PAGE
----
Software:Apart from billing, another area in which business process management in healthcare helps tremendously is software. Software applications can bring about a huge change in the speed of operations. This area of BPM in healthcare reduces the need for human intervention at various stages of the business process.

Big data:Another of the areas in which business process management in healthcare holds huge promise is big data. Big data can help to make sense of various data used in healthcare administration and disease management across entire geographies. This makes the role of business process management in healthcare all the more meaningful and exciting.

 

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Digital Marketing for Pharmaceutical companies offers tremendous opportunities

There is enormous potential for digital marketing for pharmaceutical companies. Proper exploitation of the social media can take pharmaceutical companies to their market in a more pinpointed and accurate manner than traditional marketing.

Gone are the initial days of reluctance on the part of pharmaceutical companies to embrace social media as a powerful marketing medium. That was in the past, when the concept of social media was new, and regulations in the pharmaceutical industry had yet to catch up with explosive pace at which the social media grew.

More and more pharmaceutical companies are on the social media

Today, one is likely to see any pharmaceutical company worth its name being active on YouTube, Facebook and Twitter to interact with its customers. Changes brought about by digital marketing in the pharmaceutical industry have seen companies like Johnson and Johnson and Pfizer being among the several majors associated with YouTube lately for creating and promoting their image. This is a result of the realization that social media can, far from being unconducive to the industry, can be quite amiable to it.

  • In a study in late 2014, the New England Journal of Medicine estimated that leading pharmaceutical companies spend up to a quarter of their marketing budgets on the social media
  • The study pointed out that the social media were as powerful and effective as EHRs and mobile applications as marketing tools, signaling a new dynamic for digital marketing in the pharmaceutical industry.

Social media as a key differentiator

The defining area in which the social media can be different and more effective than traditional marketing tactics for pharmaceutical companies is this: earlier methods such as trade conferences, promotions, gifting doctors for prescribing a company’s brands were effective, but were carried out outside the healthcare setting and in isolation of the patient. The reach and intervention of the social media has made digital marketing for pharmaceutical companies so much more effective that they can get right into the arena of treatment and be of assistance with valuable inputs and suggestions.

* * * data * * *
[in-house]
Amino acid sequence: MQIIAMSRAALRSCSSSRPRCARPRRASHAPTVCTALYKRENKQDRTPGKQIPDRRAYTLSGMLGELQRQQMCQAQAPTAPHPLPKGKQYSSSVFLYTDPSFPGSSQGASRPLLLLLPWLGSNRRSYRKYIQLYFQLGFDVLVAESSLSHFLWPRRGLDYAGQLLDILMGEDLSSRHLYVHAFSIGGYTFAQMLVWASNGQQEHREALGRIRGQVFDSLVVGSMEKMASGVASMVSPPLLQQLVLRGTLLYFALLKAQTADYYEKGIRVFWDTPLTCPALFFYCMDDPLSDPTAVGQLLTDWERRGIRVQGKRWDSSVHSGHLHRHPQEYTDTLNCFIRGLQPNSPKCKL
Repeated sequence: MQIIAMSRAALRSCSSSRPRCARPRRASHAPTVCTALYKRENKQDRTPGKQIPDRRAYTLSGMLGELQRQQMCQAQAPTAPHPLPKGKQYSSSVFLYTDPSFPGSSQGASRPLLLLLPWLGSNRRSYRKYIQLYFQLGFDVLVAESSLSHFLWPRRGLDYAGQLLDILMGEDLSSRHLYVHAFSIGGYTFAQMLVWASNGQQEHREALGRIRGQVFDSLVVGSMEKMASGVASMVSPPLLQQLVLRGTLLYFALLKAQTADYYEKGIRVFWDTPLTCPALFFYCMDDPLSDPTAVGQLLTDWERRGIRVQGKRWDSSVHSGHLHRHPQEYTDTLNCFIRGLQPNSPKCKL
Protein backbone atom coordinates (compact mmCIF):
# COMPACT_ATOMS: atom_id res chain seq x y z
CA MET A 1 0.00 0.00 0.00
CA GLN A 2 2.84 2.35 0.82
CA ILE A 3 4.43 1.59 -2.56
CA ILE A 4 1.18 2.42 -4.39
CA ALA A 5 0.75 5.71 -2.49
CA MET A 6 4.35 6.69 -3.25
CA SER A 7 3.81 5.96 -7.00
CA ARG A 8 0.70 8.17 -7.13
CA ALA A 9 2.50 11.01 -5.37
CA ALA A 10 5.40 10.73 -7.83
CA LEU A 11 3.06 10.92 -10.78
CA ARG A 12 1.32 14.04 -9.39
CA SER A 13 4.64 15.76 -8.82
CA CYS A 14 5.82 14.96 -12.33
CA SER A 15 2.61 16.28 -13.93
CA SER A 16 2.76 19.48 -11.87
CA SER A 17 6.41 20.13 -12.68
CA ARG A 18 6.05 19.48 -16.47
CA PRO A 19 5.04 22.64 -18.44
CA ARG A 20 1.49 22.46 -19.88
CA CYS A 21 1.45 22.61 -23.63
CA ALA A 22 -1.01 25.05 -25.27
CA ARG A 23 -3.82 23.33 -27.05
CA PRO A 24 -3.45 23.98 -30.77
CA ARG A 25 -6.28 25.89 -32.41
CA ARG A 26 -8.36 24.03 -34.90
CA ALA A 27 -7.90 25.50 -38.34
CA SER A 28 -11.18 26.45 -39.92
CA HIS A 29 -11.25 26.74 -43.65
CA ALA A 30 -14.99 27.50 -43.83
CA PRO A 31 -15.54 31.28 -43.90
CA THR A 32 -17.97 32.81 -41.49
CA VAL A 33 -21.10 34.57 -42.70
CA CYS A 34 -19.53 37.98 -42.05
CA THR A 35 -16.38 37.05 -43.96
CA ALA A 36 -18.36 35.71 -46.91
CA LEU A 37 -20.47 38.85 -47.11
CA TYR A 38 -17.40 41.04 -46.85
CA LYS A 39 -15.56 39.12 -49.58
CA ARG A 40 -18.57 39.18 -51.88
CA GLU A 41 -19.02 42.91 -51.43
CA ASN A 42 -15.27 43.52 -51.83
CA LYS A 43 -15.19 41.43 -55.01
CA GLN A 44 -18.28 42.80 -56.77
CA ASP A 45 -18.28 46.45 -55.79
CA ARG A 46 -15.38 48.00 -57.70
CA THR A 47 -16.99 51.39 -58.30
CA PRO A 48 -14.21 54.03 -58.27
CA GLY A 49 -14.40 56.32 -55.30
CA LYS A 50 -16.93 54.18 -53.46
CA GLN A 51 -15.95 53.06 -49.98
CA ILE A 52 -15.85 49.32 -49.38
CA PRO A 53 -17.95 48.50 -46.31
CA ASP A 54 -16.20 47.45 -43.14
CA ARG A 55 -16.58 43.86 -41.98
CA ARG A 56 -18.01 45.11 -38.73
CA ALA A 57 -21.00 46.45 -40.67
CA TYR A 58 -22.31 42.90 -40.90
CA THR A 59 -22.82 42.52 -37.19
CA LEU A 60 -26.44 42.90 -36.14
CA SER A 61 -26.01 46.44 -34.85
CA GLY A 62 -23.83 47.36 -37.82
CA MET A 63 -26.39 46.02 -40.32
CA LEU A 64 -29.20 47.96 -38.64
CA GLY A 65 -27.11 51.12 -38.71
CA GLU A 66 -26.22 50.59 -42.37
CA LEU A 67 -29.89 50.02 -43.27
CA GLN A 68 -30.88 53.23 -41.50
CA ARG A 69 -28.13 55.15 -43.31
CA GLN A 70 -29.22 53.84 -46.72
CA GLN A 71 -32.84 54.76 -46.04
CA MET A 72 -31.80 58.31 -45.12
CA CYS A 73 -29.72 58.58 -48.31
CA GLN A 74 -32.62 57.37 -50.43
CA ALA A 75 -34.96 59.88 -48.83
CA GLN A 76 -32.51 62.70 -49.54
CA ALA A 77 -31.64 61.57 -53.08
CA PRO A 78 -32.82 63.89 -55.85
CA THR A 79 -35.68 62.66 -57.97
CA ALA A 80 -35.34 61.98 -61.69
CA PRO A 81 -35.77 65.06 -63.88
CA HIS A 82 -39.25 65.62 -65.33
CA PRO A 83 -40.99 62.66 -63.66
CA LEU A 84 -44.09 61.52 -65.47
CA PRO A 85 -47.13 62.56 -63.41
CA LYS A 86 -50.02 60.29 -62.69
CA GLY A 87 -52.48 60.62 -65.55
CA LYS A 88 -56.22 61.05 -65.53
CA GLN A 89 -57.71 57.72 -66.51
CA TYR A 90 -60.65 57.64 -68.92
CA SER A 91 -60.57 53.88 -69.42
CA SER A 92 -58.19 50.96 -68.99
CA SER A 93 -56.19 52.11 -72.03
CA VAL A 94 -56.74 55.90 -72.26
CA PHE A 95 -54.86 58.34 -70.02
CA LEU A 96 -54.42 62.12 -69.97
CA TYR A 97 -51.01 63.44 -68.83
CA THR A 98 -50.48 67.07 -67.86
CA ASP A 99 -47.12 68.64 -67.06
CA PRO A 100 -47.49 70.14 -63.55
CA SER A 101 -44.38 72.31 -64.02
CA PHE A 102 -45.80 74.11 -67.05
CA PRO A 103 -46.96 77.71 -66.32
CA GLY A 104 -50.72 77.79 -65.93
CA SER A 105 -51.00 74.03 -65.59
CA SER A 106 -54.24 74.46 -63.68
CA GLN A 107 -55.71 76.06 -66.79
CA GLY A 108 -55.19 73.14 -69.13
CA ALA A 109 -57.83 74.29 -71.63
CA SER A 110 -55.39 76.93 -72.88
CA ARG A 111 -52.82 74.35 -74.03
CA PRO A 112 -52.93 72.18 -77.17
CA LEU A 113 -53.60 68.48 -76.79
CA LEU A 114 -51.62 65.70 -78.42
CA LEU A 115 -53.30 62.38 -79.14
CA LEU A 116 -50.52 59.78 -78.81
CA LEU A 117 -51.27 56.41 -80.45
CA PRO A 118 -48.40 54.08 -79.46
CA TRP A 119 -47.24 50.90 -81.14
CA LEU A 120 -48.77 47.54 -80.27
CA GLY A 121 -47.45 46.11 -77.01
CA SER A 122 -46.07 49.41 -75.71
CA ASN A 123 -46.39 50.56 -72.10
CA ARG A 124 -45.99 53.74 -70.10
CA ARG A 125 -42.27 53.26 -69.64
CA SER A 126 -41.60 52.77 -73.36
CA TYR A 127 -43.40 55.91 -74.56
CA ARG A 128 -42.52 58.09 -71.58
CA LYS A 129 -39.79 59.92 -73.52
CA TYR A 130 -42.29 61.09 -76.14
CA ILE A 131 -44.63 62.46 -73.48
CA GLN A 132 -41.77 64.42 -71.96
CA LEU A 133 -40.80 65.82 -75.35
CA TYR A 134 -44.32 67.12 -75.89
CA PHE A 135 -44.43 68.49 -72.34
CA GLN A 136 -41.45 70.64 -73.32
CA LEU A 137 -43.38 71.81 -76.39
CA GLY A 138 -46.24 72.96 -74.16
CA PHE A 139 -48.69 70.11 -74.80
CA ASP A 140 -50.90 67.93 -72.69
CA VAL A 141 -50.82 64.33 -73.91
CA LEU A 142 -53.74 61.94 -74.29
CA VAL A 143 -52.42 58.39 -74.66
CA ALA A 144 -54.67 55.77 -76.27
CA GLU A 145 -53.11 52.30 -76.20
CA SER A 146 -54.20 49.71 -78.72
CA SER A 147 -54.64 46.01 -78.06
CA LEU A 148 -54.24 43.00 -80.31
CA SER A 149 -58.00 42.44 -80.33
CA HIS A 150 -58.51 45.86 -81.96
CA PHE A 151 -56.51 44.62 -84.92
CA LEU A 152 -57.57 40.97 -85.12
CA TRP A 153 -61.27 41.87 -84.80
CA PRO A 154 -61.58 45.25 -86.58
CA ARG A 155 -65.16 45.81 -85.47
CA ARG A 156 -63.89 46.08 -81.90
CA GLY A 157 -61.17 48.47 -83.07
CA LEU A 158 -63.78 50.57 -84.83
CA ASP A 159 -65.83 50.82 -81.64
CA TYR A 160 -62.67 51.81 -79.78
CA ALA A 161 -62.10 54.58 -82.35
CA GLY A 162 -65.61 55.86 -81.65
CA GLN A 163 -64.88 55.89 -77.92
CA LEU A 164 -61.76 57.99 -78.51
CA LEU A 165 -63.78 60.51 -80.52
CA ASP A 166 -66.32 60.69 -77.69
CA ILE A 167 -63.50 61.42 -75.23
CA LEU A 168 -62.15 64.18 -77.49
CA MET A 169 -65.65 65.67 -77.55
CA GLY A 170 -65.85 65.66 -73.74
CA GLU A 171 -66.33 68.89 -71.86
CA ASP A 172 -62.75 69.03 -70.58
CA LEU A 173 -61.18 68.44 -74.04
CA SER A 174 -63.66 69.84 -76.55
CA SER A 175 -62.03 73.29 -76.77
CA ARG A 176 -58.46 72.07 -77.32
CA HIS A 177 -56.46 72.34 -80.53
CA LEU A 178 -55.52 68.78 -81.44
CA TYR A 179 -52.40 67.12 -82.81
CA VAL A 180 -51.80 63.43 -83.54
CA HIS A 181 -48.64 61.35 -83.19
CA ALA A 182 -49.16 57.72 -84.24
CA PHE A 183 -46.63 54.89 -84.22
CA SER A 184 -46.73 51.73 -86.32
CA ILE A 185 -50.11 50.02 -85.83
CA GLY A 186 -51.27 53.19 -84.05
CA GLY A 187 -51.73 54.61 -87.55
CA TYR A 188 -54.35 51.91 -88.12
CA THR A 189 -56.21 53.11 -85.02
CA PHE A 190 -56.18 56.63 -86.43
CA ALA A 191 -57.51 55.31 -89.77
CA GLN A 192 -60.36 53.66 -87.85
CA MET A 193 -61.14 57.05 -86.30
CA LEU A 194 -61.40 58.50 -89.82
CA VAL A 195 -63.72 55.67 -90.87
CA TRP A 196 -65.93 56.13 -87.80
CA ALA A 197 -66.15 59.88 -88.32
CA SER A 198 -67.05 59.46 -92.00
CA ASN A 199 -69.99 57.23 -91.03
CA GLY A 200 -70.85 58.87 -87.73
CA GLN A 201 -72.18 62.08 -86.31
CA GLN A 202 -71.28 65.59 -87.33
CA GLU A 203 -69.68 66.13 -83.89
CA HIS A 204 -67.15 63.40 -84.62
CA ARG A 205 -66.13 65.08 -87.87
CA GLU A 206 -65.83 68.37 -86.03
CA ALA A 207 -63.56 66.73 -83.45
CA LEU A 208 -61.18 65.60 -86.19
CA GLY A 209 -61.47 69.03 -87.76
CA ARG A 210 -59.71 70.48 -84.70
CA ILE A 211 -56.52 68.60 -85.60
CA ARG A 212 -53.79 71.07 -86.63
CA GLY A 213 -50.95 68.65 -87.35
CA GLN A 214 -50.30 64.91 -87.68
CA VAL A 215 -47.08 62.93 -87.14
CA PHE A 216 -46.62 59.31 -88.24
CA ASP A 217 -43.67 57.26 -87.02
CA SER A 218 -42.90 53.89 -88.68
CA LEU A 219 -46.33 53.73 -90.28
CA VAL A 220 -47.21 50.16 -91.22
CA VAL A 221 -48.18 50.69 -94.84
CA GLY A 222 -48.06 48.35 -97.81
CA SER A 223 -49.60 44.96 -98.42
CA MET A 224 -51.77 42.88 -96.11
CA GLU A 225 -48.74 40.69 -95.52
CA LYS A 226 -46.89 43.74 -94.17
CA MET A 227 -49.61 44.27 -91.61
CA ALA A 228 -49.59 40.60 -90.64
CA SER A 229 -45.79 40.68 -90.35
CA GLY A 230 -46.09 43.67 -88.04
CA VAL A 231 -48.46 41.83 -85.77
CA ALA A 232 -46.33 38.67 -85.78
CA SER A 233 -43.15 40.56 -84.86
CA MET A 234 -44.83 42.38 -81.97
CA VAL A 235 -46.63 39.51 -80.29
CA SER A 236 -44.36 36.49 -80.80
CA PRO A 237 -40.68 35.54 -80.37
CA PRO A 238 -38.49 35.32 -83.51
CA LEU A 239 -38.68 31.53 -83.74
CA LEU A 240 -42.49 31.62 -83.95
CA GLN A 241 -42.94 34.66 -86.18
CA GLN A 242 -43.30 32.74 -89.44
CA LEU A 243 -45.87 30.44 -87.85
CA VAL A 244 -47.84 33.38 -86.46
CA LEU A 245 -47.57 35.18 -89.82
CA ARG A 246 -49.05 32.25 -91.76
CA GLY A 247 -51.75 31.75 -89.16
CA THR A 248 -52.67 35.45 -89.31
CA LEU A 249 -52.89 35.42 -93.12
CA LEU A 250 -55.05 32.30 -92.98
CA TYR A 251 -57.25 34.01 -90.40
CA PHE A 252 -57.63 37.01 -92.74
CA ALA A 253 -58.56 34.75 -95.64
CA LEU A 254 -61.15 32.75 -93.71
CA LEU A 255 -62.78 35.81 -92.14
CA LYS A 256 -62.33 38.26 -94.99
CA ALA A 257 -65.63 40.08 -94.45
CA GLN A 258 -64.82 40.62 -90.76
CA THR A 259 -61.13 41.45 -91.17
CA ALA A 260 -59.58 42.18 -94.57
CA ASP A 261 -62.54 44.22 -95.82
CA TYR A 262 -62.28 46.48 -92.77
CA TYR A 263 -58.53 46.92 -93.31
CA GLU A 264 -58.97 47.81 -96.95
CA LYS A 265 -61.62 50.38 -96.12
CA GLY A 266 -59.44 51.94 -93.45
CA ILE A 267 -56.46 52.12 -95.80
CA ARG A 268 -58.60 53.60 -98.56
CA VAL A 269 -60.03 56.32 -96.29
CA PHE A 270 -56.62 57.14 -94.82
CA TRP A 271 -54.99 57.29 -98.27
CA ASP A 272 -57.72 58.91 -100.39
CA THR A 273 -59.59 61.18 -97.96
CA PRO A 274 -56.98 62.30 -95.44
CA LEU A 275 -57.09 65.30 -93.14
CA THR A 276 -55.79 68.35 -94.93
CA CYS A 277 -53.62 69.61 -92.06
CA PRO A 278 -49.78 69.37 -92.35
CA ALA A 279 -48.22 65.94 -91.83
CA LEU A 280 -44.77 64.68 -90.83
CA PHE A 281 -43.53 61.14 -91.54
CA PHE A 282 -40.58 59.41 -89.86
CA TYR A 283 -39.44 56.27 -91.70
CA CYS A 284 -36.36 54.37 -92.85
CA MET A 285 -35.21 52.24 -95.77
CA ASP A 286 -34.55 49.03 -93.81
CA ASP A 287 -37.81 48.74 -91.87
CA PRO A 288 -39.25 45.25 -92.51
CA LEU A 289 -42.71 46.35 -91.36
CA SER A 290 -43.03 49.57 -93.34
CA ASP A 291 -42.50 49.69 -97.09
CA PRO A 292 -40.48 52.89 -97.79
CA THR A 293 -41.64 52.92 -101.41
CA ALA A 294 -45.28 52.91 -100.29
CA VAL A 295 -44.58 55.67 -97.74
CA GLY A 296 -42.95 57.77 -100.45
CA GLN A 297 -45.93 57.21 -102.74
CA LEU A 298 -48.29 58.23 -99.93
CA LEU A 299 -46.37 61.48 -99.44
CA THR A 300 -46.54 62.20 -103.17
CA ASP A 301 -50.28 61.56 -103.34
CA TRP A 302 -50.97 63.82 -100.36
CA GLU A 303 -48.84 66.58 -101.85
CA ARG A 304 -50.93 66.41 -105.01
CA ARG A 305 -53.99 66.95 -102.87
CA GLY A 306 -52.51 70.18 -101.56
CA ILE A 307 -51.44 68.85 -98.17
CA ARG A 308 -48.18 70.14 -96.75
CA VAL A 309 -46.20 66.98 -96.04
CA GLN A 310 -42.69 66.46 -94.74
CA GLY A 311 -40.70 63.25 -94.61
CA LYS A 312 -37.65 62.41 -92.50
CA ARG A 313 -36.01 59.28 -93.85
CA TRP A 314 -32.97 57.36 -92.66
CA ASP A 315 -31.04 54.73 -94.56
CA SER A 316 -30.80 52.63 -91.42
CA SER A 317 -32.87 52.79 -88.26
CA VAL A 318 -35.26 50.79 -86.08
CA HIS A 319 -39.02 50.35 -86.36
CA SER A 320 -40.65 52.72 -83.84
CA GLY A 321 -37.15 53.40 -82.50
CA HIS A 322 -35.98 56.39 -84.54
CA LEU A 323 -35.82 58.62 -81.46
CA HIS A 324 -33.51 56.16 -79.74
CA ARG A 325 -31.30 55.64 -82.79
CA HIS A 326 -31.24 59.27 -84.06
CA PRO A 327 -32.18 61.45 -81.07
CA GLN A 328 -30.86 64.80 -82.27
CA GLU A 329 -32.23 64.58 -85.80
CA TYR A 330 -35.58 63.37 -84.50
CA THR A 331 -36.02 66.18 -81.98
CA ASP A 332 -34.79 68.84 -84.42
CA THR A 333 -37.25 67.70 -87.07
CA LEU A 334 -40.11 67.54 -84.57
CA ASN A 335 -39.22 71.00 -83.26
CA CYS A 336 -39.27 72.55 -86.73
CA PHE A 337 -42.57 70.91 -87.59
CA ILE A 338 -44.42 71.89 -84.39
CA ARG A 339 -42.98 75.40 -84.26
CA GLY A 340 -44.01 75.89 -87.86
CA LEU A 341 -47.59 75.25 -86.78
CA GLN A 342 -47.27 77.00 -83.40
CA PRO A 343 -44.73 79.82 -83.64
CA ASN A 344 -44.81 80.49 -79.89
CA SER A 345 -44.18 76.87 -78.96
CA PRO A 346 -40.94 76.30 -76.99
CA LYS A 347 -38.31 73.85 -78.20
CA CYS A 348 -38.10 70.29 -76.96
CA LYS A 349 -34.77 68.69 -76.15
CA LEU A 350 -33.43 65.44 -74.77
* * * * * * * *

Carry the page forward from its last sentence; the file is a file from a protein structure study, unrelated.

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Unravelling the DHF, Technical File and Design Dossier

Design History File (DHF), Technical File and Design Dossier are important regulatory documents for a medical device. Design Control and Design History File are regulatory documents for medical devices in the FDA, while the Technical File and Design Dossier serve the same purpose for the EU’s regulatory body, the MDD.

The Design History File

The history of the Design History File is an interesting one. It evolved out of the FDA’s realization, over time and experience; that the major part of a device’s problems was happening during the design stage and change phases, regardless of whether it was a new product or a changed one. This led to the birth of the concept of Design Control, aimed at tracking, monitoring and correcting the design elements at every stage from start to finish.

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Outstanding characteristics of the Design History File

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What should the Design History File contain?

The DHF should contain the following:

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Now, the Technical File and Design Dossier

In short and simple terms, one can understand the Technical File and the Design Dossier as the EU’s version of the Design Control and the DHF. In other words, what Design Control and Design History File are for the FDA; the Technical File and Medical Device (MDD) are for the Medical Device Directive.

What should the TF and DD contain?

These files should have all the basic sections needed to support the requirements of the Medical Device Directive (MDD), Essential Requirements (for that product), and the company’s “Declaration of Conformity” for that product:

  • General Information/Product Description/EC Authorized Representative
  • Classification Determination
  • Essential Requirements
  • Risk Analysis
  • Labeling
  • Product Specifications
  • Design Control
  • Clinical Evaluation
  • System Test Reports
  • Functional Bench Testing
  • Lab Testing
  • Sterilization validation (or AAMI TIR 28 Analysis)
  • Packaging Qualifications
  • Manufacturing
  • Sterilization
  • Conclusion
  • Declaration of Conformity
  • Appendix

Differences between the Technical File and Design Dossier

At a broad level, in general terms, while the Technical File is for MDD Class I and Class II a or II b; the Design Dossier is for MDD Class III devices

While Technical Files are retained in the premises of the manufacturer or the Authorized Representative for review of the Competent Authorities or/and Notified Body; Design Dossiers need to be submitted to the Notified Body for review before the product gets its CE-marking.